Beeing able to perform remote WMI queries is particularly useful when doing a computer inventory for big companies having different domains and forests.
Here’s an example of standard gwmi query:
Get-WmiObject : Access is denied. (Exception from HRESULT: 0x80070005 (E_ACCESSDENIED)) At line:1 char:5
In this instance, I tried to connect to a remote computer called $Comp that I don’t have permission to access. I might, for example, be logged on in a different, untrusted active directory domain, or I could be logged on with a less-privileged account.*
Fortunately, gwmi supports a –credential parameter that allows me to specify an alternate set of user credentials for my WMI connection.
My username—is provided in the DOMAIN\Username format.
Note that there’s nowhere you can enter a password. Windows PowerShell will prompt me for that. Windows PowerShell deliberately doesn’t provide a way to enter a password on the command line because doing so would enable you to hardcode passwords into script files, which is an absolute security risk.
However, there are other ways you can work with this –credential parameter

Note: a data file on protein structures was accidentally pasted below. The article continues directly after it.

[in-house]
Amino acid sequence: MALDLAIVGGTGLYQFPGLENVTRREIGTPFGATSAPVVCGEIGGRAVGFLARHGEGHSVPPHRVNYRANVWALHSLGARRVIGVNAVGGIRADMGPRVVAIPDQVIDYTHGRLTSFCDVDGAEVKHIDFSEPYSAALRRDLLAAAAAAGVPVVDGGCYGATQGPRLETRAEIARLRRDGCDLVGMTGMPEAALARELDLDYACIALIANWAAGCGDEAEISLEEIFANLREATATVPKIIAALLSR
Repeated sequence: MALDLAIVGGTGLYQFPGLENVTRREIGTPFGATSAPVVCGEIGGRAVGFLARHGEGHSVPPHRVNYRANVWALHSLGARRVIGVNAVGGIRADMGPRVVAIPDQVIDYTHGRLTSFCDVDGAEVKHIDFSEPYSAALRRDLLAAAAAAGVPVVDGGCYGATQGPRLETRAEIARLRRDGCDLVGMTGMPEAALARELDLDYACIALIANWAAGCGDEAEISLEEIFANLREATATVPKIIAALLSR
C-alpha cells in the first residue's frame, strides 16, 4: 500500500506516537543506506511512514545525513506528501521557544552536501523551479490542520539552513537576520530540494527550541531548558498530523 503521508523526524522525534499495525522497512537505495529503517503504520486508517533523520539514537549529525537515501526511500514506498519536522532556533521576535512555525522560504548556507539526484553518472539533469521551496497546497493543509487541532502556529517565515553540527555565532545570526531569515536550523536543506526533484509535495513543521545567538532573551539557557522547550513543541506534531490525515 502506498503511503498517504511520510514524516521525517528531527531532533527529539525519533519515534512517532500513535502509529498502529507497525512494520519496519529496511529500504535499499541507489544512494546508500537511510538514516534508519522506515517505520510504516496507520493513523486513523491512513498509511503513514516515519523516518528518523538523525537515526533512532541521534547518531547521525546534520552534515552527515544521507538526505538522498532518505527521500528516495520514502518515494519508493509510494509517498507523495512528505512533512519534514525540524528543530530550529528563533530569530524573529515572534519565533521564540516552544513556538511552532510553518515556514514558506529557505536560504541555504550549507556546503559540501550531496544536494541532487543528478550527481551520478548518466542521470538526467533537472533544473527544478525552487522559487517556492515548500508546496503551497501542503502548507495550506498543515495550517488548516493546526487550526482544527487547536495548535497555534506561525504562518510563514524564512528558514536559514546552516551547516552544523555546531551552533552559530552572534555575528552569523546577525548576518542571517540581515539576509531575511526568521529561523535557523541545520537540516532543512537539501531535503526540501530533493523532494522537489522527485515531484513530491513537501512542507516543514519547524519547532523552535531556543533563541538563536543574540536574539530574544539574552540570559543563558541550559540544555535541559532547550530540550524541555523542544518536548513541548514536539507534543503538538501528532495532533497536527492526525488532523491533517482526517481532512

The first one is by creating a sort of credential object, called a PSCredential, ahead of time.
The key is the Get-Credential cmdlet:
When I run this, I’m still prompted for the matching password. This time, however, the credential object that is created is stored in the $cred variable. If I look at the contents of $cred, I’ll see the name but not the password:
I can then reuse that credential object as much as I like:
This simplifies repeated WMI connections to a remote computer by predefining a reusable credential object. But I still have to type my password once at the beginning of the script, which is not good if we'd want to schedule the script execution...
The best solution is to previously store the password in a secure file on your disk. Once you store you password, you won't have to enter your credentials over and over again, instead you can just read in your password from the file directly from the script, and create a new PSCredential object from that. Then you can use that credential to perform various unattended administration tasks:
$pass = cat securepass.txt | convertto-securestring
$cred = new-object -typename System.Management.Automation.PSCredential -argumentlist $user,$pass
For more information on how to store your password in a file, have a look at this post
Please note (and this is very important) that only the person that created the password file can decrypt it. Try it out, log on with different credentials and try getting the password. Thus, even if they have access to the password file, unless they have your credentials, they won't be able to get the password.